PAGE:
Bettye: Oh yeah, they don’t tell you what to ask. In fact, you have to kind of figure it out. I didn’t get told very much about the subject until I was sent out.
Sometime, if you have an interview made in advance you can look up information, but I didn’t always have enough time to go to the library and look up information on the stories or people. Sometimes the editor calls you over and the photographer is standing right there waiting for you, saying you have to go over there to blah blah blah.
Mia: What were some low points of your career?”
Bettye: The low points of my career were at the very end, as I got older and the people coming in had new ideas; there was some friction.
I can look at the paper today and tell you the stories are horribly written. You have to read at least five inches of story before you know what its about. They give you the lead, and they give you what they call color, and they give you too much color… I mean you don’t want an anecdote about something that happened 50 years ago and then go into the story. You want the story. And these are not features, some of them are news stories, and I don’t think they’re very good.
Mia: How do you define “alternative,” and how do you see your work fitting (or not fitting) your definition?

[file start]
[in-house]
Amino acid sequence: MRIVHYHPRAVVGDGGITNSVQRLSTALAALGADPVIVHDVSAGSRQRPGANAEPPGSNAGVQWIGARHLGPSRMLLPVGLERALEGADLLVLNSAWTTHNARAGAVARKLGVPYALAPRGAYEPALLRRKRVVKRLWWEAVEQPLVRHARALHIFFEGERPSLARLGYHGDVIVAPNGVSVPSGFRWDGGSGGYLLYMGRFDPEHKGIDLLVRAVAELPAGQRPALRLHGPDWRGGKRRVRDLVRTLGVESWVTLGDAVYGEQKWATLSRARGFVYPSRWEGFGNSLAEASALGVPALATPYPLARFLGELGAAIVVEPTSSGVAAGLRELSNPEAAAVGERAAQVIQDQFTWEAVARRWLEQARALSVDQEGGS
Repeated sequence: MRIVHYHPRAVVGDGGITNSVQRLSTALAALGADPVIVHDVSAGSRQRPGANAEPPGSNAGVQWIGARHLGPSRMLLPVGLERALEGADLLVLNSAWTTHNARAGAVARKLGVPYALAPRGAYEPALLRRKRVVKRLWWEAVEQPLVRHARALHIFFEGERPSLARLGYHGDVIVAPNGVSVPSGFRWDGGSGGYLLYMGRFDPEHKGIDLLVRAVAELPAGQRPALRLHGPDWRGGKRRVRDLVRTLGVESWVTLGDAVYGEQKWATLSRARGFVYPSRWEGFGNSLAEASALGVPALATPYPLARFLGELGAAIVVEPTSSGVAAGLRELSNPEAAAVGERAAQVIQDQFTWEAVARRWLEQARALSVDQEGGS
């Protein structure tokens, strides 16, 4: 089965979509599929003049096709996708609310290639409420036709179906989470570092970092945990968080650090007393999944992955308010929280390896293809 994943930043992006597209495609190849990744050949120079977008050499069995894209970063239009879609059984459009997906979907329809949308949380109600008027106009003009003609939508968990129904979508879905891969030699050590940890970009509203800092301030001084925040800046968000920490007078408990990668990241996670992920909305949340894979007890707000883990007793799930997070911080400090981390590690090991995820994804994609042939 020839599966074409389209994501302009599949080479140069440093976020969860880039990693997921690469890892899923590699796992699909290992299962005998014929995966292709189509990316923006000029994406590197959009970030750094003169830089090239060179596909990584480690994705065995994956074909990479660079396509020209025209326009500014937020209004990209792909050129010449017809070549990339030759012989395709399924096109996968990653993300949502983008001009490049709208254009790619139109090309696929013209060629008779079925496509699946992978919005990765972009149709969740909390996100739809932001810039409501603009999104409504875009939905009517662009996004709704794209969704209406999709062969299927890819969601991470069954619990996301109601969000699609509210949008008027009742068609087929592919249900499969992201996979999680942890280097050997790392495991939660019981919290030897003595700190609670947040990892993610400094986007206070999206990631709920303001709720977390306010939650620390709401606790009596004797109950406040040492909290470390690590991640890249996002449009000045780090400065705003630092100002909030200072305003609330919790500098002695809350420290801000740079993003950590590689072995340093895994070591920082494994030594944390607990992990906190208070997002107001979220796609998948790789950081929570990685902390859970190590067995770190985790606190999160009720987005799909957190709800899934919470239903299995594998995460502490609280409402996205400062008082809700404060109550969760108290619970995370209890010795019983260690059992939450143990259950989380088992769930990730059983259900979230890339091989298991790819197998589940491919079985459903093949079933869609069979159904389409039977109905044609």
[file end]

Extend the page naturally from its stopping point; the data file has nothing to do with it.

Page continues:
Bettye: Oh gosh…Alternative journalism…I don’t… It doesn’t come to me… What is it?
Mia: I guess, hmm, I would say that your journalism is alternative especially for the time period where you were essentially one of the only women in the industry. Do you think you have a unique perspective on stories, a female perspective, where all the other stories are written by men? Would you say you have unique angles?
Bettye: Yeah, I would.
Mia: Especially when you’re interviewing other women, you probably can get a better story out of them than if they were talking to a man.
Bettye: Yeah, sometimes… But I don’t even understand the use of alternative there. One time my mother said to me, ‘Bettye, do you have any men working for you?’ and I said, ‘Yes,’ and she said ‘Gasp, Bettye’s got men working for her!!’
Mia: That sounds alternative to me. And badass.
This interview was completed for the class Alternative Journalism, a class at Tulane University taught by Kelley Crawford. The interview has been edited and configured for publication.